Forum on Intellectual Property and Traditional Knowledge
National Art Gallery, National Museum
March 21, 2012
Allow me to thank the organizers of this event, led by the World Intellectual Property Organization and the Intellectual Property Office of the Philippines, together with the National Commission for Culture and the Arts, the National Commission on Indigenous Peoples, and the National Museum, for inviting me to take part in this forum on intellectual property and traditional knowledge.
There are 110 IP groups in the Philippines, with each community possessing its own traditional knowledge that had been passed on from one generation to the other.
Given the bulk of this traditional knowledge covering almost all aspects of life, our indigenous communities should now be rich in economic terms, if the benefits of bringing to the mainstream these practices and intellectual properties, which they have generously shared with the world, actually flowed back to them.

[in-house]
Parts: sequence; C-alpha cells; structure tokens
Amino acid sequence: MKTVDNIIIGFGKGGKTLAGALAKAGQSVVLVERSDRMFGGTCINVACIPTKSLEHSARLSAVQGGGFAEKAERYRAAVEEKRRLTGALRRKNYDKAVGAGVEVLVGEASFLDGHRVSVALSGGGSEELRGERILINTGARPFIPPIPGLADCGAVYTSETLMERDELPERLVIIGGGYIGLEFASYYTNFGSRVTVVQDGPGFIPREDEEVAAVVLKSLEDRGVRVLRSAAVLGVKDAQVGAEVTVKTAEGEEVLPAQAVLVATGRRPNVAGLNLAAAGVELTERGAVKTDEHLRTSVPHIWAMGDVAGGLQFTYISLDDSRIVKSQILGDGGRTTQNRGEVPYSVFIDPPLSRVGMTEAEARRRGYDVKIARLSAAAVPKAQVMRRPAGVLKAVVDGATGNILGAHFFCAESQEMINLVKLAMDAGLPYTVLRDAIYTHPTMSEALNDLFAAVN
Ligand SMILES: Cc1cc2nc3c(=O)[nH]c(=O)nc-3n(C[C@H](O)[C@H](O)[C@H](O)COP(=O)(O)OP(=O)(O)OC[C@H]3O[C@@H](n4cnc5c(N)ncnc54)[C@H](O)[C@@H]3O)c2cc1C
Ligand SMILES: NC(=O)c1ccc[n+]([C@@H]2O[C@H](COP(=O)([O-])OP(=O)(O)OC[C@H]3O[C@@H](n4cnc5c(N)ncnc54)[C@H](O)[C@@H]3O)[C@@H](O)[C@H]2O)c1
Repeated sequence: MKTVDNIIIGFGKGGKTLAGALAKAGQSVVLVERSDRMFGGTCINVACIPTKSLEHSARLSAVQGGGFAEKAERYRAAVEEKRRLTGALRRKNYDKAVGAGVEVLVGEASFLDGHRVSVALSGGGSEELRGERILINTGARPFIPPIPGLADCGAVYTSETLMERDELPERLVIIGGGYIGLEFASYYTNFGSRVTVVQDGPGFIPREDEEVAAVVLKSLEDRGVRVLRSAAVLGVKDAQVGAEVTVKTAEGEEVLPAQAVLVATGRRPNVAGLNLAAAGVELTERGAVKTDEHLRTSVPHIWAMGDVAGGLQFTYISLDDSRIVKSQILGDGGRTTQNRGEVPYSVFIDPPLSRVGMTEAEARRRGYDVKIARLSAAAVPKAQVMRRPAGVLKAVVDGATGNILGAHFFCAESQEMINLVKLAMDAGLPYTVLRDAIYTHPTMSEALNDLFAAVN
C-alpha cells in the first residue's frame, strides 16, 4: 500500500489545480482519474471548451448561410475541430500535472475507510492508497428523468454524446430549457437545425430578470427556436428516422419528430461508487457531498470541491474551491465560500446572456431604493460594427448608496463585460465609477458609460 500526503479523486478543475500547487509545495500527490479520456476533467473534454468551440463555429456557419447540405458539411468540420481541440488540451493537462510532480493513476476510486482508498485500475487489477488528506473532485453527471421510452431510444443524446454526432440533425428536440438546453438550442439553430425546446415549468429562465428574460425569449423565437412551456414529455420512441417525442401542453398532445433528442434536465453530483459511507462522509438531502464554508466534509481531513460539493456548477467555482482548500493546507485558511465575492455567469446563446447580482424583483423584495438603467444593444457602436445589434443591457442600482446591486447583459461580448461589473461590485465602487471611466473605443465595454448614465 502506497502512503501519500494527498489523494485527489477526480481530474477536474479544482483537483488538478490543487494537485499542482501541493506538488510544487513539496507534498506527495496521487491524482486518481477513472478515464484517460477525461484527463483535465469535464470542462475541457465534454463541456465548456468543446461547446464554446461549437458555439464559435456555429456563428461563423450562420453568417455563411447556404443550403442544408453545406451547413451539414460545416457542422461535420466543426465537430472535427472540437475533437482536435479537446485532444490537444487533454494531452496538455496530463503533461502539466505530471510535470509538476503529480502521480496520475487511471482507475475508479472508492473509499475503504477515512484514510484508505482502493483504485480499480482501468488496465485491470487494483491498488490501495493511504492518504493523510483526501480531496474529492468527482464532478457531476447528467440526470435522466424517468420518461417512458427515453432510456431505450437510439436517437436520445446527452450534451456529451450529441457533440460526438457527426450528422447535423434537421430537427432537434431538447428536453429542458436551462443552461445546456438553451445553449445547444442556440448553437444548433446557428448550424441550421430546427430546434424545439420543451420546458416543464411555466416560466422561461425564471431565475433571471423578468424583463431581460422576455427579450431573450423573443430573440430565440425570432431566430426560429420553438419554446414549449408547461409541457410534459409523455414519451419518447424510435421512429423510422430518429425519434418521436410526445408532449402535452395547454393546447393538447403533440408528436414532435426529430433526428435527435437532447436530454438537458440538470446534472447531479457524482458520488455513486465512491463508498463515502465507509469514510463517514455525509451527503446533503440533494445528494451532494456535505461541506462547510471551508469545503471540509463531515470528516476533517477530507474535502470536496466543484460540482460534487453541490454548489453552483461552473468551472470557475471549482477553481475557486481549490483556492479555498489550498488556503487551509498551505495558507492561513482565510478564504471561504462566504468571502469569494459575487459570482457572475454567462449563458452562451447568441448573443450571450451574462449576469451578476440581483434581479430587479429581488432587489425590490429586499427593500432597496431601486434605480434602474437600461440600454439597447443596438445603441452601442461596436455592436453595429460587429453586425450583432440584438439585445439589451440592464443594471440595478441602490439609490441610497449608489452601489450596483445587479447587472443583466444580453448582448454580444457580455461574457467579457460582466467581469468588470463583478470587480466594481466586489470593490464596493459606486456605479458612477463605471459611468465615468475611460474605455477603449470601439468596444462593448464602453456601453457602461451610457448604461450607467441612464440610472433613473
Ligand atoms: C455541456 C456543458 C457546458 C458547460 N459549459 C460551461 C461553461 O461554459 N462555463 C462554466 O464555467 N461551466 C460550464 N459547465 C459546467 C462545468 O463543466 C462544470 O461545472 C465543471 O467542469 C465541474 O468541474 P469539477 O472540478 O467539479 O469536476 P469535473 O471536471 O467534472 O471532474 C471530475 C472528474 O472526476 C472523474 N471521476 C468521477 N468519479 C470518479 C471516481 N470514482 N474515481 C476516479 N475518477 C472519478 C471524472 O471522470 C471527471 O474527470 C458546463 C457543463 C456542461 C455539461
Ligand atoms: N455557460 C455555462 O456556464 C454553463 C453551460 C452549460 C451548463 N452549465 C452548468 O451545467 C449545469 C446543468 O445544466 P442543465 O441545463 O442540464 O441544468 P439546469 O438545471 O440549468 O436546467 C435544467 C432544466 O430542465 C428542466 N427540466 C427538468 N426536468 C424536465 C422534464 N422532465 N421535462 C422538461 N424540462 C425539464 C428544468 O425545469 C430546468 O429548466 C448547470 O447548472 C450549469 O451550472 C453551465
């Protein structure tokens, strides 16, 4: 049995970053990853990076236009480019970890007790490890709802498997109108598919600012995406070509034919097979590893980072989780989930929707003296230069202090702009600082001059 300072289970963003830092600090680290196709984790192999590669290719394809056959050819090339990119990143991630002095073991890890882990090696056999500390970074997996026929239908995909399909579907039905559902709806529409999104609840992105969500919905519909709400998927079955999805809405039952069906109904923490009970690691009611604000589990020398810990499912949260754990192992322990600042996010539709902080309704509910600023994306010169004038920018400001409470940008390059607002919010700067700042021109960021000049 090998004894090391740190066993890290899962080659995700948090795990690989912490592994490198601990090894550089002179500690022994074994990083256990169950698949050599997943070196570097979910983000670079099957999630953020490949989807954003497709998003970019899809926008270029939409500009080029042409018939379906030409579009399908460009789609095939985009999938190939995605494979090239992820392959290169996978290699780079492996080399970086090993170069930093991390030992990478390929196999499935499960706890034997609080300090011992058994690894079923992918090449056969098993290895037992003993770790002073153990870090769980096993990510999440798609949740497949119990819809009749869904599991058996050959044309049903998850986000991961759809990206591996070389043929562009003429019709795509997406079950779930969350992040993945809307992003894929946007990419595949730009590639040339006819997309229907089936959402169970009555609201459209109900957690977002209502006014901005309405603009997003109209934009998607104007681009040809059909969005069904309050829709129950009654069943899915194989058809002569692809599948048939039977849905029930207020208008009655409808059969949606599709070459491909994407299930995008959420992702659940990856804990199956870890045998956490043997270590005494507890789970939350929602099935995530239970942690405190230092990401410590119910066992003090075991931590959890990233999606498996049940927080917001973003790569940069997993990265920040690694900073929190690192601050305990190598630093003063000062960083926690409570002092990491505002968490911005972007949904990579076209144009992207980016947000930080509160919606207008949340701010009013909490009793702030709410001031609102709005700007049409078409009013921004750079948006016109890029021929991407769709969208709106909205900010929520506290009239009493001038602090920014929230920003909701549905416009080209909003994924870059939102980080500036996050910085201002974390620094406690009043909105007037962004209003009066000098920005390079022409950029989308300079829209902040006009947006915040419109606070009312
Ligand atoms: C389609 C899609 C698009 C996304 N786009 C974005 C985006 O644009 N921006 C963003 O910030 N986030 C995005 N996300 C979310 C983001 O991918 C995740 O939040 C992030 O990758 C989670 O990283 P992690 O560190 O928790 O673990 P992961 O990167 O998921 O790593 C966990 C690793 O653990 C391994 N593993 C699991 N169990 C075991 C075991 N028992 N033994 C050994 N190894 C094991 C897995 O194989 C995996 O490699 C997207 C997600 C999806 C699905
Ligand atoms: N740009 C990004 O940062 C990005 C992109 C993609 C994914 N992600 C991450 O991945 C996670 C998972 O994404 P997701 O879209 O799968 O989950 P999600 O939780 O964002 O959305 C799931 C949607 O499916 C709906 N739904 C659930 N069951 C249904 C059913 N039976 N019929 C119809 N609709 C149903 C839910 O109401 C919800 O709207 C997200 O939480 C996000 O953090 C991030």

Documents from the NCIP that were submitted to the World Intellectual Property Organization during the 1999 Roundtable on Intellectual Property and Traditional Knowledge held in Geneva, showed that traditional knowledge covers vast subjects including arts and crafts, music and literature, health care, agriculture, forestry and fishing, mining, and architecture. Many of us do not realize that various aspects of our modern lifestyle originated from traditional practices.
Filipinos still trust herbal medicines such as lagundi, guava leaves, and ampalaya leaves, to name a few, as cure for various ailments. The gumamela has been used to treat sores and lesions, while sambong is known to help cure coughs and colds. Today, these herbal medicines have been turned into capsules and syrups and are made commercially available by pharmaceutical companies who have done further research on these plants. We hope that our IPs will be accorded with proper recognition being the source of this knowledge and gain themselves access to these better medications.